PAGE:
In what appears to be a veiled threat to banks to shape up, the Reserve Bank of India (RBI) on Thursday came up with stricter rules for complying with covenants. If banks breach these limits, the central bank will impose restrictions on them; for instance, the amount of dividend paid out by them could be capped. In other words, it will take prompt corrective action (PCA).
Last week, RBI governor Urjit Patel ruled out further forbearance for stressed assets. Patel said the revised PCA guidelines together with initiatives by its enforcement department would be used to to tackle the bad loan crisis.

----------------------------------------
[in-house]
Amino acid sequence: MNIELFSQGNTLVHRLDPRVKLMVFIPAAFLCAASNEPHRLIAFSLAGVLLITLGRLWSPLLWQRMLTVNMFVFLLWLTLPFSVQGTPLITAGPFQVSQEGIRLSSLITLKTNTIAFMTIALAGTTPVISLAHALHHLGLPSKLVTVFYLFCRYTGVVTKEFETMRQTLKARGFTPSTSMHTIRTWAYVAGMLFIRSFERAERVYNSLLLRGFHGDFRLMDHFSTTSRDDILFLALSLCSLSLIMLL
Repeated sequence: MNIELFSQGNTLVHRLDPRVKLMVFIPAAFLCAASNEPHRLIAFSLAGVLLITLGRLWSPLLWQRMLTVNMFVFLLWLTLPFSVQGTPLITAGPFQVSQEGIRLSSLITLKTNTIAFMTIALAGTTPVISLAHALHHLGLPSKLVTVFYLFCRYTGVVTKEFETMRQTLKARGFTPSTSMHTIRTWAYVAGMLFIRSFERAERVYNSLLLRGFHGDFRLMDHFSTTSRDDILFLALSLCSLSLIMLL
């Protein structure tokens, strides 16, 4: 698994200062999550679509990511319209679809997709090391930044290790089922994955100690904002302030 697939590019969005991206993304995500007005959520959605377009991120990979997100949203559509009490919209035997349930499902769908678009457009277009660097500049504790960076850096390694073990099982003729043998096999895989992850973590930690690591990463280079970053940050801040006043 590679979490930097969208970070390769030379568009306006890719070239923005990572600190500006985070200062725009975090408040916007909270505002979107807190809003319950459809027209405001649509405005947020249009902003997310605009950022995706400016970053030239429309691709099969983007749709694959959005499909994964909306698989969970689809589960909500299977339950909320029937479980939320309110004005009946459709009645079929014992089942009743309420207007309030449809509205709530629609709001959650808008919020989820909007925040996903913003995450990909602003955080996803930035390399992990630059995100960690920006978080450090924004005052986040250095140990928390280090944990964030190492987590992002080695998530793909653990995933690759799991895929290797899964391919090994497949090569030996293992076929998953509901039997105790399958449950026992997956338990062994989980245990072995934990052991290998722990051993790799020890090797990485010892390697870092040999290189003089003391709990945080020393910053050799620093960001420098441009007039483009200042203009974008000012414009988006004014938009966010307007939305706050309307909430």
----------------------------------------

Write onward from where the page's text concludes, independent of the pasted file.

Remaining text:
If a bank reached the level of “risk threshold 3”, the central bank said, it could end up as a candidate for amalgamation, reconstruction or even be wound up. Among the many metrics that will be used to gauge how weak a lender is are capital, non-performing assets, return on assets and Tier 1 leverage ratio.
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A capital adequacy of less than 3.625% would leave the lender at the risk threshold 3. Today, a bank needs to have a minimum capital of 10.25%. If net non-performing assets are 12% or more, a bank will find itself classified as threshold 3.
Owners of the banks could be asked to infuse more capital or even change the management.
The RBI could also supersede the board under Section 36ACA of the Banking Regulation Act, 1949, or recommend supersession of the board.